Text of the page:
| Felinist Republic of Barmenia|
Brmék Nkaé Rekvakns
Flag Coat of Arms
On the horizon
Map of Barmenistan and the March of Vanuku, Greater Barmenia South
|Languages Brmek (official), Selucian (official), Kathuran (recognized), numerous recognized local languages.|
|Government Monarchical Felinist republic|
First Juliana I
Last Alexia and Justinian
|Legislature Meclis (Assembly)|
|Area 856,800 km²|
|Population 99,741,356 (3543)|
|Currency Barmenistan (BAR)|
The Felinist Republic of Barmenia or Barmenian Felinist Republic was the official name of Barmenistan under the rule of the Mede Dynasty and its subsidiary branches, Temrkai Mede and Mede-Jubilee. Building on the ruling ideology of both the Feline Homeland of Barmenia and the Sacred Feline Empire of Barmenia, the Felinist Republic was officially a Felinist republic under a system of constitutional monarchy. In Barmenian political theory, the Shah/Shahbanu was not an ordinary constitutional monarch, but Jezmrjkai (Brmék: Great Protector) of the Felinist Republic. This being a result of Felinist Barmenistan's historical conflict with several monarchic powers usually affiliated with the Caliphate and Ahmadism, as opposed to Felinist Republicanism. The traditional throne room in Varishehr as well as the institution itself was refereed to as the Sun-Cured Throne.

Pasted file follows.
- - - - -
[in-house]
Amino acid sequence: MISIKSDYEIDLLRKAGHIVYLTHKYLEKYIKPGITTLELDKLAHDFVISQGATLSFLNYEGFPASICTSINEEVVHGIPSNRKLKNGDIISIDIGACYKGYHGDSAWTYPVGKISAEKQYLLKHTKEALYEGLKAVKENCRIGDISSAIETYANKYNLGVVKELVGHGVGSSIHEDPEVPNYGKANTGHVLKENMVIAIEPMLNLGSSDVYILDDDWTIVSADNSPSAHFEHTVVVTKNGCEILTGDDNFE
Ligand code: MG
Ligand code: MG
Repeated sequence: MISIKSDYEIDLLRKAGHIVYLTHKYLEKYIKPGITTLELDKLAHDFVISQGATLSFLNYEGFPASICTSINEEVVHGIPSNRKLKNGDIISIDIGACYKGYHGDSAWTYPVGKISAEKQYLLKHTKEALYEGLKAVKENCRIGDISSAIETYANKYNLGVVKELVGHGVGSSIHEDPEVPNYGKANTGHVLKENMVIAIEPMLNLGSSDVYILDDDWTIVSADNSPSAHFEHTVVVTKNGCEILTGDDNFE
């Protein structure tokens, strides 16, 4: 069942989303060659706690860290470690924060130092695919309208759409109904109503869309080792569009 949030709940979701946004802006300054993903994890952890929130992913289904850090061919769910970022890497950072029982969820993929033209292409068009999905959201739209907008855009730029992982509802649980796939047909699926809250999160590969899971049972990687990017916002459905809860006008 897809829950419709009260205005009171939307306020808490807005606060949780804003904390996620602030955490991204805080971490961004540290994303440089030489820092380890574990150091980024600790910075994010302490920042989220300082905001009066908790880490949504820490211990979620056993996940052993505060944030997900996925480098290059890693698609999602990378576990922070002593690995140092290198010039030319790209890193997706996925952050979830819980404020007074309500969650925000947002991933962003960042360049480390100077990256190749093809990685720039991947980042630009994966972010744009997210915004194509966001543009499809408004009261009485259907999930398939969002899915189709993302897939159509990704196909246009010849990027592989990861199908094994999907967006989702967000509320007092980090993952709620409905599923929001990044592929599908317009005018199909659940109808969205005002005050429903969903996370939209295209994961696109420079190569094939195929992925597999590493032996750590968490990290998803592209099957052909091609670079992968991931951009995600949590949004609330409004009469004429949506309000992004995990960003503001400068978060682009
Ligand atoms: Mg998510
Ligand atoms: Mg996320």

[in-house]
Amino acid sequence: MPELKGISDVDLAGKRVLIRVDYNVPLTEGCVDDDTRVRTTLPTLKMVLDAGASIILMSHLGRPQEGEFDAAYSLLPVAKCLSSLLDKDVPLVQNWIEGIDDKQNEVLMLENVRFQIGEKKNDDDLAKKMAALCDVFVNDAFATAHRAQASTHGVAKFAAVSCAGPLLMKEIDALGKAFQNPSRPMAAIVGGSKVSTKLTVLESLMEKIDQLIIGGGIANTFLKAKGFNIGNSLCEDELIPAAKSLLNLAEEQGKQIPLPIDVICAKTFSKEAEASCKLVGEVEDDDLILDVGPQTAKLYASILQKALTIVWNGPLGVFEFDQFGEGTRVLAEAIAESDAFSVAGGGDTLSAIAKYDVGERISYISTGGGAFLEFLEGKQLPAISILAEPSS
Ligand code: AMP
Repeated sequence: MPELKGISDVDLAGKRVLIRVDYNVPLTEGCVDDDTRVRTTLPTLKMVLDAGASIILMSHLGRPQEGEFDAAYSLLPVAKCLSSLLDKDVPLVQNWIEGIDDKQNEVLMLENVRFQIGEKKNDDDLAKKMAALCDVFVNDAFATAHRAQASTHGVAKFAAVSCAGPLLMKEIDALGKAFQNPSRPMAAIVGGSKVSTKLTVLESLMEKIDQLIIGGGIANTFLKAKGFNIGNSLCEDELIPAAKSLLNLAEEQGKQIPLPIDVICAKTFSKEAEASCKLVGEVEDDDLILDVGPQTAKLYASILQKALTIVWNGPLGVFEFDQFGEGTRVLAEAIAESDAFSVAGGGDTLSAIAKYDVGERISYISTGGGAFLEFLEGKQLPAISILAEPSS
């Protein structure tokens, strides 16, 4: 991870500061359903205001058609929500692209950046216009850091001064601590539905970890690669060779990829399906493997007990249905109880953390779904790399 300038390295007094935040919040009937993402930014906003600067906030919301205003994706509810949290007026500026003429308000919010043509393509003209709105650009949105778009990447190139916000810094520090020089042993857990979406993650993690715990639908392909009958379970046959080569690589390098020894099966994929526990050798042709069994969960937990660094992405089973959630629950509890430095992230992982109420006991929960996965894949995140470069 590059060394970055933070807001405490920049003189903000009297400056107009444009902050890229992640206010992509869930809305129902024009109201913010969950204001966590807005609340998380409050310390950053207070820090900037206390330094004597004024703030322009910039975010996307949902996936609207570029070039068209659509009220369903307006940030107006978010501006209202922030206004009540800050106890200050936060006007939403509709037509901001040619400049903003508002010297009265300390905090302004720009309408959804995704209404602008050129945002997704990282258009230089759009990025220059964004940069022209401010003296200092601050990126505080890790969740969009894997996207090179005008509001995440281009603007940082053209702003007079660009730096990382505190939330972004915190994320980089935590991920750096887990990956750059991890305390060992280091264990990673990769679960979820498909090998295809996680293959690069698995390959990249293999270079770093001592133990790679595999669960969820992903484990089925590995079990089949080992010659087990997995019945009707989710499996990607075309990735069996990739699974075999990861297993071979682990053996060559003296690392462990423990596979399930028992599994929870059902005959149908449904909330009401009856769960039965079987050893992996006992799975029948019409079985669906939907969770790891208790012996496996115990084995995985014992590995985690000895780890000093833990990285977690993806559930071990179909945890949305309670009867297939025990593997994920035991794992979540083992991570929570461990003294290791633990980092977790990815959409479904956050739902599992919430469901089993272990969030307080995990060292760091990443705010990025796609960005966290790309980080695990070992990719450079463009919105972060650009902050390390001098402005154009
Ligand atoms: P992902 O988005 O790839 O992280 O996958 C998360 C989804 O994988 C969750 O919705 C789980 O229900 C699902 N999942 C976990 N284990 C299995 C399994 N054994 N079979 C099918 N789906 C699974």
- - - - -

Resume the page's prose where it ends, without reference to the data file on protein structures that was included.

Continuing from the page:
The constitutional tradition of Barmenistan was based on the principle of subsidiarity, meaning that at least in theory, matters ought to be handled by the smallest, lowest, or least centralized authority capable of addressing that matter effectively. Many matters ranging from worker's rights, environmental protection, infrastructure and laws on morality were handled at the local level, by the Prtastats, as the federal subjects were called. Despite bans on religious schools and heavy government interference in the religious sphere, the Felinist Republic was a mildly theocratic state, lacking both formal and informal separation of Church and State. The choice of the electorate was widely believed to be divinely inspired, as voters were encouraged by both the government and by the (legal) religious establishment to contemplate, pray and meditate before casting their vote.